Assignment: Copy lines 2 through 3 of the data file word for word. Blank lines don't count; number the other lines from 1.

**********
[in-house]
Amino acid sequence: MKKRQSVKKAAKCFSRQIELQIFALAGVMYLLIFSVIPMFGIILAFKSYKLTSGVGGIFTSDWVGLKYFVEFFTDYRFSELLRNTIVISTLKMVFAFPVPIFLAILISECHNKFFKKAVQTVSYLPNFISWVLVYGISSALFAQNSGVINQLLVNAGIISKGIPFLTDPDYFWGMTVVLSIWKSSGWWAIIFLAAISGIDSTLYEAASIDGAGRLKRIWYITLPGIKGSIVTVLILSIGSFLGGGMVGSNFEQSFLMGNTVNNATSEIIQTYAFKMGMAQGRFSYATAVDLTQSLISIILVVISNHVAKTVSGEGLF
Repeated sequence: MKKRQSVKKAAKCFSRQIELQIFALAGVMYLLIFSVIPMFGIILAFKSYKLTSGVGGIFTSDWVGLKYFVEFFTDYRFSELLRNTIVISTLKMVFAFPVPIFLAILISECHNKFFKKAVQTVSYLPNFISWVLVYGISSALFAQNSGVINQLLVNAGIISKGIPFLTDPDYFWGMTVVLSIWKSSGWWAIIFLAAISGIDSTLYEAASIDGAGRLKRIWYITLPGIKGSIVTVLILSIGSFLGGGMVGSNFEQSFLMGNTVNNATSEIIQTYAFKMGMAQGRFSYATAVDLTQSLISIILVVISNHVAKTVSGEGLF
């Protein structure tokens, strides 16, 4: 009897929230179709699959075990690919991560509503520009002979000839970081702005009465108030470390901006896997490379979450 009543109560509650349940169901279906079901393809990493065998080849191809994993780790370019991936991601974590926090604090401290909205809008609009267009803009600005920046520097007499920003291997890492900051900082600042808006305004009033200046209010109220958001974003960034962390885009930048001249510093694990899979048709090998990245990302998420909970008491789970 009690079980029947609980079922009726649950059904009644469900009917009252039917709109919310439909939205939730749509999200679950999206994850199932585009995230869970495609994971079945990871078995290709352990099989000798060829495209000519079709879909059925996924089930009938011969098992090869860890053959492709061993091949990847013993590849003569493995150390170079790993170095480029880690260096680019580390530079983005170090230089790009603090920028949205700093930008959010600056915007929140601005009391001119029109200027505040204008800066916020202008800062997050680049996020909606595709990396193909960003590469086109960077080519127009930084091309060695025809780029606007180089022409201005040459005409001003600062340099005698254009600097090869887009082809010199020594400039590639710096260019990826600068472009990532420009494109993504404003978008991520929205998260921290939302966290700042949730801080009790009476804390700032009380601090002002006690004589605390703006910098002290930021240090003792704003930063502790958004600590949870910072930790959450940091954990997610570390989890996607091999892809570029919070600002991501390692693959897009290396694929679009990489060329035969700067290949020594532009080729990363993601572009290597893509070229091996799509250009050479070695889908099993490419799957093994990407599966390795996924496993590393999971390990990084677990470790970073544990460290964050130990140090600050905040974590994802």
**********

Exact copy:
Amino acid sequence: MKKRQSVKKAAKCFSRQIELQIFALAGVMYLLIFSVIPMFGIILAFKSYKLTSGVGGIFTSDWVGLKYFVEFFTDYRFSELLRNTIVISTLKMVFAFPVPIFLAILISECHNKFFKKAVQTVSYLPNFISWVLVYGISSALFAQNSGVINQLLVNAGIISKGIPFLTDPDYFWGMTVVLSIWKSSGWWAIIFLAAISGIDSTLYEAASIDGAGRLKRIWYITLPGIKGSIVTVLILSIGSFLGGGMVGSNFEQSFLMGNTVNNATSEIIQTYAFKMGMAQGRFSYATAVDLTQSLISIILVVISNHVAKTVSGEGLF
Repeated sequence: MKKRQSVKKAAKCFSRQIELQIFALAGVMYLLIFSVIPMFGIILAFKSYKLTSGVGGIFTSDWVGLKYFVEFFTDYRFSELLRNTIVISTLKMVFAFPVPIFLAILISECHNKFFKKAVQTVSYLPNFISWVLVYGISSALFAQNSGVINQLLVNAGIISKGIPFLTDPDYFWGMTVVLSIWKSSGWWAIIFLAAISGIDSTLYEAASIDGAGRLKRIWYITLPGIKGSIVTVLILSIGSFLGGGMVGSNFEQSFLMGNTVNNATSEIIQTYAFKMGMAQGRFSYATAVDLTQSLISIILVVISNHVAKTVSGEGLF